American Idol will apparently soon have a new lawsuit on its hands.

Nine former American Idol contestants, who all happen to be black and competed on various seasons of the reality singing competition, are joining forces to sue the show, alleging they were all kicked off Idol due to a racist ploy to increase ratings, TMZ reported.

The nine men reportedly suing American Idol are Chris Golightly, Ju'Not Joyner, Thomas Daniels, Akron Watson, Terrell Brittenum, Derrell Brittenum, Donnie Williams, Jaered Andrews, and Corey Clark.

The group reportedly sent a letter to the U.S. Equal Employment Opportunity Commission via New York attorney James H. Freeman, who is requesting permission to file a lawsuit against American Idol on behalf of his clients.

Freeman reportedly pointed out in the letter that he had conducted an investigation of the show's history since its first season aired back in 2002 and discovered a trend in which Idol producers have disqualified a total of nine people from the show who are all black.  

Also in his letter, Freeman noted the pattern became especially noticeable once eleventh-season Idol contestant Jermaine Jones was booted from the show in March of last year for allegedly failing to disclose past criminal charges to Idol producers, which included multiple outstanding warrants out for his arrest.

On behalf of the nine men, Freeman is accusing American Idol of conducting a "cruel and inhumane" plot to exploit and embarrass black contestants for entertainment gain, according to TMZ.

In turn, Freeman is reportedly claiming the show's actions against his black clients have recycled "destructive stereotypes" and unjustifiably suggested the men are "violent criminals, liars and sexual deviants." TMZ reported Freeman does not believe the contestants were actually kicked off the show due to their criminal backgrounds although that's what show producers alleged.

"Yet their personal and professional lives remain permanently and severely impaired by [the show's] continuing violations of our nation's laws," Freeman wrote in the letter, according to the website. 

Despite Freeman's claim that American Idol has "NEVER once publicly disqualified a white or non-black American Idol contestant in the history of the eleven season production," the show most certainly has.

In the history of American Idol, there have been 13 total disqualifications, and one of them happened to be a young white female named Joanna Pacitti. Pacitti was disqualified from Idol's eighth season after making it to the Top 36 because she allegedly had a connection with two executives affiliated with one of the show's production companies at the time.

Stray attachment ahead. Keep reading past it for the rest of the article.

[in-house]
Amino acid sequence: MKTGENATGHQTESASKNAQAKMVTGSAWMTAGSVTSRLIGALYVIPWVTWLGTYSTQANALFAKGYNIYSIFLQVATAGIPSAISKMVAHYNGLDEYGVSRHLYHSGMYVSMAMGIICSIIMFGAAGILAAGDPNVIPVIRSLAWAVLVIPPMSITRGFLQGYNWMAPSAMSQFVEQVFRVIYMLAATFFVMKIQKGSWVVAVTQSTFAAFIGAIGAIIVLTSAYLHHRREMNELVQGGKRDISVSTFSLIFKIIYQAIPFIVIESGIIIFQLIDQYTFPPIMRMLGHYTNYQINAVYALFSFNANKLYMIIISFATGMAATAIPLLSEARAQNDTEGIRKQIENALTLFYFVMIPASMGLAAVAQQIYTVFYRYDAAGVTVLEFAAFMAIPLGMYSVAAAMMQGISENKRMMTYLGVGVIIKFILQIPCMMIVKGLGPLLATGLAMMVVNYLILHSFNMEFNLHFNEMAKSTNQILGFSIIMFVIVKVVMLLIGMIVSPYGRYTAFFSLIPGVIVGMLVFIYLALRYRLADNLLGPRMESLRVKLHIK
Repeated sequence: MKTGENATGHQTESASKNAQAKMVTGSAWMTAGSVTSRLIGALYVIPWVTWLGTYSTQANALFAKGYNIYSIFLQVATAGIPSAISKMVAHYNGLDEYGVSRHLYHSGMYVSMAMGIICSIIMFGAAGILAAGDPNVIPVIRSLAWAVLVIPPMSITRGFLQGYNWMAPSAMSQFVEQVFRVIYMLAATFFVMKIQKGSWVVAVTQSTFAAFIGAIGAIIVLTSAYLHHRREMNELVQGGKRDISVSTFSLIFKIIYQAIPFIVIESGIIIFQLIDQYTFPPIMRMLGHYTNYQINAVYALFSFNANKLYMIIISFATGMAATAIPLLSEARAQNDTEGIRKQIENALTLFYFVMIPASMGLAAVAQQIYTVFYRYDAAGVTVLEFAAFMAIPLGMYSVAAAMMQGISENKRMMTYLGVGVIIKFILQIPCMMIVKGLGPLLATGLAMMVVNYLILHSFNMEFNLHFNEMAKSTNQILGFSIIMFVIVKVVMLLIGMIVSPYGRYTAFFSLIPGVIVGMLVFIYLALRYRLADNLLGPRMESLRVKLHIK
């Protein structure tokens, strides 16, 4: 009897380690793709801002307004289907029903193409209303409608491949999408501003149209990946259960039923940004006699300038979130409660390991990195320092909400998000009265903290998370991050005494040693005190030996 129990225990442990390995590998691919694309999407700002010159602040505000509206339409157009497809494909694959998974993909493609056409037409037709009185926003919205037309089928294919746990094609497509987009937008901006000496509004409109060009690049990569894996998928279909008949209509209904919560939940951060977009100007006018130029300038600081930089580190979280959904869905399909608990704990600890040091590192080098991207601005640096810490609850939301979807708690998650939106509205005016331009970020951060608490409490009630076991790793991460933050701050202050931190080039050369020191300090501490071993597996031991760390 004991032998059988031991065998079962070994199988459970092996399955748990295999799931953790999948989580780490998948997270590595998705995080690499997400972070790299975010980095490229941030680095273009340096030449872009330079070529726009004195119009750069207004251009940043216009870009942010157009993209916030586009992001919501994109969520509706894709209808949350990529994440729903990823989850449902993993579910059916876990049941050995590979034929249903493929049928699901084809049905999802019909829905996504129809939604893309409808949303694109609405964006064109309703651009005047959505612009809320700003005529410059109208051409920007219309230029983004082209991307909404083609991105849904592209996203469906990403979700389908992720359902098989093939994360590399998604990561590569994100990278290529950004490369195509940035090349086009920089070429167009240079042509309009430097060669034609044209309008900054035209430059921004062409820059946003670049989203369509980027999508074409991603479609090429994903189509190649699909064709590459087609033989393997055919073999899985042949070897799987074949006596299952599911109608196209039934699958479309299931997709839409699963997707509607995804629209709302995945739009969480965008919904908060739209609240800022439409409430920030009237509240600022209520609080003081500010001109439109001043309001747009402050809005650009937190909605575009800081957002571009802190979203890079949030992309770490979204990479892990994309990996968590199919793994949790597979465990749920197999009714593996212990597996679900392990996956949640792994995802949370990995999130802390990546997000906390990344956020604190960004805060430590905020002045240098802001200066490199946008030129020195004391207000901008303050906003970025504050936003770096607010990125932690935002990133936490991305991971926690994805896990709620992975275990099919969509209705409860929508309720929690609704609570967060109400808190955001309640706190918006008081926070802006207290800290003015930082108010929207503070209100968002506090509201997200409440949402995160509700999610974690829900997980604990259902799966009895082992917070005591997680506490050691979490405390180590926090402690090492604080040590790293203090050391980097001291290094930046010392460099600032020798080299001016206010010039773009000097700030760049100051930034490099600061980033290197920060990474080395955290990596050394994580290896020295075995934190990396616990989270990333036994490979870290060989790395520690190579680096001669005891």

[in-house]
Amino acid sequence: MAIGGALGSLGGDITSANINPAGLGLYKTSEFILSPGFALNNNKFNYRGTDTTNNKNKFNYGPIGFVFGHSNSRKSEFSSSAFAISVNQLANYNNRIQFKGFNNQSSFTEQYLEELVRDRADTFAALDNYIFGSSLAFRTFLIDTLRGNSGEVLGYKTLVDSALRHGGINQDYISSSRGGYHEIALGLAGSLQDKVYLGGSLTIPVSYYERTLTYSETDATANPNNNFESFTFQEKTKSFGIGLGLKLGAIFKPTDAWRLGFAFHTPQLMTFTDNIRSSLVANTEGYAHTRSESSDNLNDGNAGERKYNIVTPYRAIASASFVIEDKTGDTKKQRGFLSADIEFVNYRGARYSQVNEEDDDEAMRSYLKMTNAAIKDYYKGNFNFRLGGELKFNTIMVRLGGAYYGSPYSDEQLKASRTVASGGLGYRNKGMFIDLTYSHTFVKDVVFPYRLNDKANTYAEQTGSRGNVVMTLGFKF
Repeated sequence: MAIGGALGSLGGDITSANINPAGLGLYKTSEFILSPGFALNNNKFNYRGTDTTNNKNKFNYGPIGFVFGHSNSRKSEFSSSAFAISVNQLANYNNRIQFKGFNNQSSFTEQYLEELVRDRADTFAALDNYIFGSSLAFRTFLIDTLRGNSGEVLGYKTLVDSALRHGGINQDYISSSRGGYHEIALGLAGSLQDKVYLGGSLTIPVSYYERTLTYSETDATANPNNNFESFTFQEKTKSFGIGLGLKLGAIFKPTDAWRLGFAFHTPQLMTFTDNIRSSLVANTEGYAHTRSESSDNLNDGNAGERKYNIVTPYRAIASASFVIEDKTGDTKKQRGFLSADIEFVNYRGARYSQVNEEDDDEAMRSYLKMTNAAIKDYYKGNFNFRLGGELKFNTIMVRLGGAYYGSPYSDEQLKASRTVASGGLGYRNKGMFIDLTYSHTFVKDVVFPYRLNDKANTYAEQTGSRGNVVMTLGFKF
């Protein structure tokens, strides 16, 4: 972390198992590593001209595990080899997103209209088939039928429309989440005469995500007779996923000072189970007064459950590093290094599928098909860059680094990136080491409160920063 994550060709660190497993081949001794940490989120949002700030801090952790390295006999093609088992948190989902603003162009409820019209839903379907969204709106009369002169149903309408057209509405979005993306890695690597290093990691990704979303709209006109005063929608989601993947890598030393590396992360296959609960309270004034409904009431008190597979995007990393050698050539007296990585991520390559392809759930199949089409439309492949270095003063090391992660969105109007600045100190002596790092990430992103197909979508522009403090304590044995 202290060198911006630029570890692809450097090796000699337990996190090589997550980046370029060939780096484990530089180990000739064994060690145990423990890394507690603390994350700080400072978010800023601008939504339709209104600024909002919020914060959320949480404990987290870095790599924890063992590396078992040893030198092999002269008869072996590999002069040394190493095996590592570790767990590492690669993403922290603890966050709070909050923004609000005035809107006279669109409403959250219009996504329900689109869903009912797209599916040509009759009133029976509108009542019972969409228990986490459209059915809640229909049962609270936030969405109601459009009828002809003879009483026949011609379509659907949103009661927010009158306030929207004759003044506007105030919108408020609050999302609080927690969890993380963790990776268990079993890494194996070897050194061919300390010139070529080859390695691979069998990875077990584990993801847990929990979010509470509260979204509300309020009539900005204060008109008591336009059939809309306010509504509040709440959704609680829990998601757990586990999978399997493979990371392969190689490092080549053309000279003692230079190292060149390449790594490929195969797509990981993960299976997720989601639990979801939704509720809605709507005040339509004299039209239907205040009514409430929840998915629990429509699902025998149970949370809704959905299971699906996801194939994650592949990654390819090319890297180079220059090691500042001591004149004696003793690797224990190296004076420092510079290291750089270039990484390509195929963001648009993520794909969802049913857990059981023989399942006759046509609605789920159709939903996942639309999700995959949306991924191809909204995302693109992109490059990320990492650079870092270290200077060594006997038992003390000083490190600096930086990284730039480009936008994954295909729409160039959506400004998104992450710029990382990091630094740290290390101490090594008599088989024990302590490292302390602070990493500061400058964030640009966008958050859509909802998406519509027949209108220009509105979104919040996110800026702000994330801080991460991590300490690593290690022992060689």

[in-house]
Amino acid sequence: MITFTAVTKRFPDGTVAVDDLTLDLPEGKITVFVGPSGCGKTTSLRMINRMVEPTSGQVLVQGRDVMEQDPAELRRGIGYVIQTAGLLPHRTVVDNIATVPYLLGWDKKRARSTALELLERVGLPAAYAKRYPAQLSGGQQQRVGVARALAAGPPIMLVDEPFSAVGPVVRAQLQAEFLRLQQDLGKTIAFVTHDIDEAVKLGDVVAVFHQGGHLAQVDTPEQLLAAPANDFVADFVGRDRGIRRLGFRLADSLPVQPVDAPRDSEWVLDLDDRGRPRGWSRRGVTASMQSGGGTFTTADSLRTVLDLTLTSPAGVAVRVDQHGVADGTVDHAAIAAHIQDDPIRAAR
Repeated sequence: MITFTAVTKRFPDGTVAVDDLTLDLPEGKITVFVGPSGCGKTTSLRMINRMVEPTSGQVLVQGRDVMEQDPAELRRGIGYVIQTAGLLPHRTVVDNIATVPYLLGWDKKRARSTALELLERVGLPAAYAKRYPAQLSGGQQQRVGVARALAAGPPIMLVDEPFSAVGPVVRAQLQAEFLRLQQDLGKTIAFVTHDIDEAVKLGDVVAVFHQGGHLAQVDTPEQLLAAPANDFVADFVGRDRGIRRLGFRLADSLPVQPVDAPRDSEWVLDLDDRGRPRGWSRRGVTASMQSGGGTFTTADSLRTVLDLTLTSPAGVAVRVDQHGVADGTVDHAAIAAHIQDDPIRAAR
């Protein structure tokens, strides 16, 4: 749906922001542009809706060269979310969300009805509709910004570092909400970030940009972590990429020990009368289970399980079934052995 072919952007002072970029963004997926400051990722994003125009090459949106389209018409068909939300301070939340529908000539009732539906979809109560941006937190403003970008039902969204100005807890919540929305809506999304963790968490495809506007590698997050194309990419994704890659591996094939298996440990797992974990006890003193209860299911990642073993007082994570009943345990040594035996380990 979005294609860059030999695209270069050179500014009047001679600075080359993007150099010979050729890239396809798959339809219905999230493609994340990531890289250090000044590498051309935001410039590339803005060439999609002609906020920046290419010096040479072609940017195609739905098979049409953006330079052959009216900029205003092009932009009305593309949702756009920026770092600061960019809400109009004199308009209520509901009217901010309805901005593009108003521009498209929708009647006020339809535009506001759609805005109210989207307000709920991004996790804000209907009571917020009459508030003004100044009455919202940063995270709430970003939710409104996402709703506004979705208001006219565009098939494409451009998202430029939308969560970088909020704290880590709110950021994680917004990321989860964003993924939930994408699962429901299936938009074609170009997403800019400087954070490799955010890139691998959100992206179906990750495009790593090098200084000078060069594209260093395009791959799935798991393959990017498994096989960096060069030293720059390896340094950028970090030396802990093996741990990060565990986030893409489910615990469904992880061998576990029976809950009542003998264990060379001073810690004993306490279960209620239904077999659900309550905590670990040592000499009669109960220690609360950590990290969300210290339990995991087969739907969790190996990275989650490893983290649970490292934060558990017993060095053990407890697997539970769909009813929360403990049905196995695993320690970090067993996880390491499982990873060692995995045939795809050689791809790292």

Regardless of the error in Freeman's letter, the attorney is also stating that each Idol season starts with a background check in which the contestants must address whether they've ever been arrested. Freeman is allegedly insisting the annual "scheme" is a violation of California employment law, because people applying for a job should not be asked such questions and Idol is essentially hiring employees.

If Freeman is given the okay from the EEOC, he will reportedly file lawsuit documents in court.
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When TMZ contacted American Idol executive producer Nigel Lythgoe about the matter, he argued, "We treat everybody the same... no matter the race, religion or sex... I think we've always had a fantastic share of talent from contestants both black and white... I don't think I've ever seen racism at the show."

While a representative for Fox declined comment, Lythgoe added he was "shocked" about the news and found the accusations "ridiculous."

Golightly was disqualified from Idol's ninth season for allegedly being in a recording contract at the time of his original audition. He later attributed his show departure to a "bogus old contract." Joyner made it the eighth season's Final 36 but was allegedly cut from the show due to his concerns over his contract at the time.

Idol's sixth season disqualified Daniels because he had a criminal past he allegedly didn't disclose to producers. Watson was let go from Idol's sixth season as well. He was arrested in April 2003 for misdemeanor possession of marijuana -- the only thing that would seem to explain why he was uninvited from the show's Hollywood Round.

Terrell Brittenum was disqualified from American Idol's fifth season, along with his twin brother Derrell Brittenum. They had advanced through the Hollywood Round but were subsequently kicked off the show once their legal troubles came to light. They were previously arrested and charged with allegedly using false identification to purchase their car.

Idol's third season featured Williams' disqualification. He became a Top 32 finalist but was given the boot after he got arrested on his way home from a party for allegedly driving under the influence. Andrews was disqualified from the show's second season due to an assault charge in which he allegedly helped beat someone to death. Clark was given the boot from the same season because of undisclosed battery charges.

In addition to the nine males attempting to sue American Idol, the other disqualified contestants throughout the franchise's eleven seasons were first-season contestant Delano Cagnolatti -- who allegedly lied about his age and was older than 24, which was the maximum age allowed at the time -- and second-season contestant Frenchie Davis -- who was disqualified after topless photos of her circulated around the Internet. They join previously mentioned Pacitti and Jones.
About The Author: Elizabeth Kwiatkowski
Elizabeth Kwiatkowski is Associate Editor of Reality TV World and has been covering the reality TV genre for more than a decade.